I am interested in the concept of a steward. Is that the same as what we, following the Americans, call a gopher? If I were running a Worldcon, I would have emergency backups to everyone lined up well in advance. (I was chairman of a bidding committee once and I did a good deal of thinking.) In particular I would allocate one (or more if you have them) strong, take-charge type character from the central committee to have no duty but to step in if disaster threatens in a major area. (The Masquerade director comes down with plague, the Hugo awards MC is shot as a spy or...) Statistically, you can expect at least one major problem in any event as large as a worldcon.
I heartily disagree with Mat Irvine's dislike for name badges. I must be nearly the world's worst at identifying people and nametags are like a drop of rain in the desert. I have many times failed to identify photographs of dear friends currently present in the same room.
Something that was said at the Albacon III business meeting: "We don't want what happened to MANCON'S accounts to happen again.." What happened to MANCON's accounts? Yes there were faults with the con but I am not aware, nor is the MANCON committee of any major problem with the accounts other than some of the committee did not get reimbursed their expenses. I have this suspicion that few fans around then are still around today and that the majority of today's cohort (nice ecological term) have embellished gossip. The Manchester crowd (and they all voted for you against Beccon - so did I in a desperate bid to salvage my weekends for next year) still make a small but significant contribution to fandom - if you are into explorative writing (ton ma'I dna) then get your foveas onto SOMETHING ELSE, £1.50 from the Print Centre, 11-15 Fennel St, Manchester, M4 3DU....
Conrunner 4: again very useful, informative, praiseworthy etc etc as the only zine, central resource, to offer advice, views, etc for us Marquis de Sade types wot do it time and time again. (You don't really go wrong without competition). Seriously, I'm sure others have told you of RUNNERS value. After a while I think you ought to edit some of the articles together into a de-luxe edition. (if you're stuck for resources have a word with Roger Robinson). I'm glad David Bell liked my instant article on film progs and appreciate his point about films outside of London. The problem with Dave's point, that due regard should be made to screen films that don't make general release outside of London, is that those of us who live in London (in Beccon's case that's all of us) are ignorant of what hits the provinces. The answer obviously is to have non-capitol area film buffs advising the committee but here there are also ample obvious problems not least communication and finding willing reps. (BECCON 85 asked its attendees to let us know what films they wanted - number of replies = 0). By the way, I am preparing a new, improved, enlarged Press Guide for SF Cons after BECCON '87 if anyone is interested.....
Piece on Data Protection, well I know one other bod will be doing you a piece and maybe I will too. I spent a couple of hours with someone from the Data Protection Office the other day and have a pile of bumph to show for it. Let's face it lads, there's no problem for the next year or two. The act is a mess. The registrar's office is under-staffed and they are not going to pick on a non-profit making convention that basically uses computers to honestly manage a glorified mailing list which by commercial standards is small. Test cases are going to be publicity getters. However, point taken, we should get our act together soon and it's something that Eastercon 88 ought to really think about.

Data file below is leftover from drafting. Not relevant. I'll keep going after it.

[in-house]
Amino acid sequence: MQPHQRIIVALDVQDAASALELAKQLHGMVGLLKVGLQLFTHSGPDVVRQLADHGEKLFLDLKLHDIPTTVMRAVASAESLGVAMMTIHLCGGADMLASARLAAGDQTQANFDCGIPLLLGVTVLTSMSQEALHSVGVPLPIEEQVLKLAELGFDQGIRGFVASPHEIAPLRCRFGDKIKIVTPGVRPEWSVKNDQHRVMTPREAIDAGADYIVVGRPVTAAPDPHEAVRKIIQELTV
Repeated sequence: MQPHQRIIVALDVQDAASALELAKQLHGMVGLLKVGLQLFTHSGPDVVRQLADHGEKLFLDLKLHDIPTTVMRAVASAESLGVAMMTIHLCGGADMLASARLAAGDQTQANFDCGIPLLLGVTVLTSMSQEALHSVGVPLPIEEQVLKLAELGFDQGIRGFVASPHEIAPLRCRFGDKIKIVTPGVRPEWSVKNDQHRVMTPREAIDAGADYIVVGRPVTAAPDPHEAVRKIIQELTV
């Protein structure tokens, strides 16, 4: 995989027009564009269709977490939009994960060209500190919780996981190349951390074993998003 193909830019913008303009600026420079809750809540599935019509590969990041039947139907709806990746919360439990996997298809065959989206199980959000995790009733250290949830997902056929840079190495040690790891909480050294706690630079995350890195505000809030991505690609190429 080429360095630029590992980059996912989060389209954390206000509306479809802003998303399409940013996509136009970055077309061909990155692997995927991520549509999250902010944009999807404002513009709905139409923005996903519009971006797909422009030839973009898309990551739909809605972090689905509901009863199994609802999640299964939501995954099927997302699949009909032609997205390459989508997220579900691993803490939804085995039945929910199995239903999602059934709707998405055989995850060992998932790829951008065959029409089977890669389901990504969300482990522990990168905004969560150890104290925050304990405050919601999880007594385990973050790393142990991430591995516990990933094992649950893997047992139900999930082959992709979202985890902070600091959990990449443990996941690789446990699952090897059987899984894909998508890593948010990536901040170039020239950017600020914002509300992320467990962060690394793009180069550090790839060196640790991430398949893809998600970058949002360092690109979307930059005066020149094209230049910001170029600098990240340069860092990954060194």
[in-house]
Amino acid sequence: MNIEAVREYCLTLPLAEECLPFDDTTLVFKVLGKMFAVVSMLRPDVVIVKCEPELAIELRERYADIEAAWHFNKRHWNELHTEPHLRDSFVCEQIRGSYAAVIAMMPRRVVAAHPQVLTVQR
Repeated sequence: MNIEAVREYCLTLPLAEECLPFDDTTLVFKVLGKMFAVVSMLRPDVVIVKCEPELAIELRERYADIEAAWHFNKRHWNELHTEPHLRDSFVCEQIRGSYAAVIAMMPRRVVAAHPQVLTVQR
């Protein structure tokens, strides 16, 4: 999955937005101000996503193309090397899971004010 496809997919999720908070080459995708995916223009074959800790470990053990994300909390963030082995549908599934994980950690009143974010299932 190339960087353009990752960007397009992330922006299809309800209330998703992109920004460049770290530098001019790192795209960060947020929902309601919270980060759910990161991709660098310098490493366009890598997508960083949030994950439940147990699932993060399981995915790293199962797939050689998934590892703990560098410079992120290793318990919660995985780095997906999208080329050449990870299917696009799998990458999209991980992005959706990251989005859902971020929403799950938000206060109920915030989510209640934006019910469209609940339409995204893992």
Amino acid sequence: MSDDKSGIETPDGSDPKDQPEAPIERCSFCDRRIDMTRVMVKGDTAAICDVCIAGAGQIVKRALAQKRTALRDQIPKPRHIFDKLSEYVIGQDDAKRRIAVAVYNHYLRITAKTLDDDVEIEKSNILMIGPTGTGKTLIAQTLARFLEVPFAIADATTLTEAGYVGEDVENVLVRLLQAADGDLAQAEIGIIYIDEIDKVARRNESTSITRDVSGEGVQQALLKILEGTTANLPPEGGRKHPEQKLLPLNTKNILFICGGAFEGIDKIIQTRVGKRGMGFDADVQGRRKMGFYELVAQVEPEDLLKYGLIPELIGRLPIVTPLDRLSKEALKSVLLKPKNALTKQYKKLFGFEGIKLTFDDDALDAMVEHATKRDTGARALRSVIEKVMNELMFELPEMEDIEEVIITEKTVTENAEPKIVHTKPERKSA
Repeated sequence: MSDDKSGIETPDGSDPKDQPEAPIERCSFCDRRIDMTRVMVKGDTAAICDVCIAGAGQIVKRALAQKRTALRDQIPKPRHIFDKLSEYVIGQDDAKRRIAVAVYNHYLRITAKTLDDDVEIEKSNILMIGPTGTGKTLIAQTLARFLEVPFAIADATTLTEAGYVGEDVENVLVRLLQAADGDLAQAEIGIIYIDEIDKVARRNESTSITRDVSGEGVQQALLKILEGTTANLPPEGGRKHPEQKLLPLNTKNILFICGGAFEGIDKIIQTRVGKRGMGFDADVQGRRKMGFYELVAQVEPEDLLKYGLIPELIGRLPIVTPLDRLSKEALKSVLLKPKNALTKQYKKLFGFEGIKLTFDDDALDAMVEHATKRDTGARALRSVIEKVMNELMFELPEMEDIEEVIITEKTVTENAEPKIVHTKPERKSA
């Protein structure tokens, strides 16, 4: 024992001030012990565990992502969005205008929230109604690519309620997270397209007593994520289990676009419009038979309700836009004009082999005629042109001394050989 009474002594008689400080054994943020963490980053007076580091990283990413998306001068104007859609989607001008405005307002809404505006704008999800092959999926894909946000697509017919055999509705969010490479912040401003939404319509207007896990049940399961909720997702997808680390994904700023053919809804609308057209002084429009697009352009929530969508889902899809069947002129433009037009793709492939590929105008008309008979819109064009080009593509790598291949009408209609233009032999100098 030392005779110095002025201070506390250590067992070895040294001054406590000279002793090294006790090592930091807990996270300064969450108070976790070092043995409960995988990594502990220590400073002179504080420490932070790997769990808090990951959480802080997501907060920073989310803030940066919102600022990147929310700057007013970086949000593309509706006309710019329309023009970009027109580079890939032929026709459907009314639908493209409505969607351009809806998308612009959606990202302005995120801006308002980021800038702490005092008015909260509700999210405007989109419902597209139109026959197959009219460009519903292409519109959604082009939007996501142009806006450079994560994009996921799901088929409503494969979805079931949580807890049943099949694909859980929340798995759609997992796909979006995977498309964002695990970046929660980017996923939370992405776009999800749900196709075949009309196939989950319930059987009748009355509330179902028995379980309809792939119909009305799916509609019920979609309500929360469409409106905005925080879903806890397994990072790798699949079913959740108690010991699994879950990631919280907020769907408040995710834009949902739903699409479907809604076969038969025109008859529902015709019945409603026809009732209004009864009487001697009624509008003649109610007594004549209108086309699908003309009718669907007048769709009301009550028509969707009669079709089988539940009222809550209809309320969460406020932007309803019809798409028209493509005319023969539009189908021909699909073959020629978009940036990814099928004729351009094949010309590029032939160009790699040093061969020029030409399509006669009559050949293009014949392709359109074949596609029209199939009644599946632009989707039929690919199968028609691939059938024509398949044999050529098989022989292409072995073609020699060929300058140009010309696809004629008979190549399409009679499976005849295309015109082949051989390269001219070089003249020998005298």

I am not sure whether to congratulate or commiserate with you for joining the Worldcon Committee; on the whole I think I should applaud your spirit!
I sympathise with the security problem and feel that fans should be supportive to the people having to handle it. It must be very hard for amateurs to keep the security rules and yet not antagonise the fans. A polite attitude can go a long way to disarming criticism but after all professionals get paid for being able to do this. Frankly I do not envy the person in charge of security at Brighton. Perhaps a lot of publicity about the problem in the progress Reports might help.
As a smoker I was naturally interested in Judith Hanna's article. I found in Glasgow the hall being divided into smoking and non-smoking halves very helpful. I don't want to annoy people and am always happy to see this division. I would only suggest the signs be made even clearer but having ashtrays on only one side of the hall was a good idea.
Lately I have noticed reports from a new fan starting at cons seem to lay great stress on meeting at the bars. I don't know what fandom will do if the fashion of being anti-smoking leads to being anti-beer....
((And on that worrying note we leave the letters for this issue. Thanks to all of you who responded either with articles or letters. I look forward to an avalanche of mail concerning the points raised in this issue. If you want to comment on Eastercon charters etc then you should write to Tim Illingworth in the first instance (though I'd appreciate a copy) and he should pass on more information to me for Conrunner 6.))
Addresses of Contributors
Jonathan Cowie, [address redacted by request]
Steve Davies, 18 Pell St, Reading, Berks, RG1 2NZ
Bernie Evans, 7 Grove Ave, Acocks Green, Birmingham, B27 7UY
Steve Green, 11 Fox Green Cres, Acocks Green, Birmingham, B27 7SD
Tim Illingworth, 63 Drake Rd, Chessington, Surrey, KT9 1LQ
Ethel Lindsay, 69 Barry Rd, Carnoustie, DD7 7QQ
Ken Ozanne, 42 Meeks Crescent, Faulconbridge, NSW 2776, Australia
Keith Walker, 6 Vine St, Greaves, Lancaster, LA1 4UF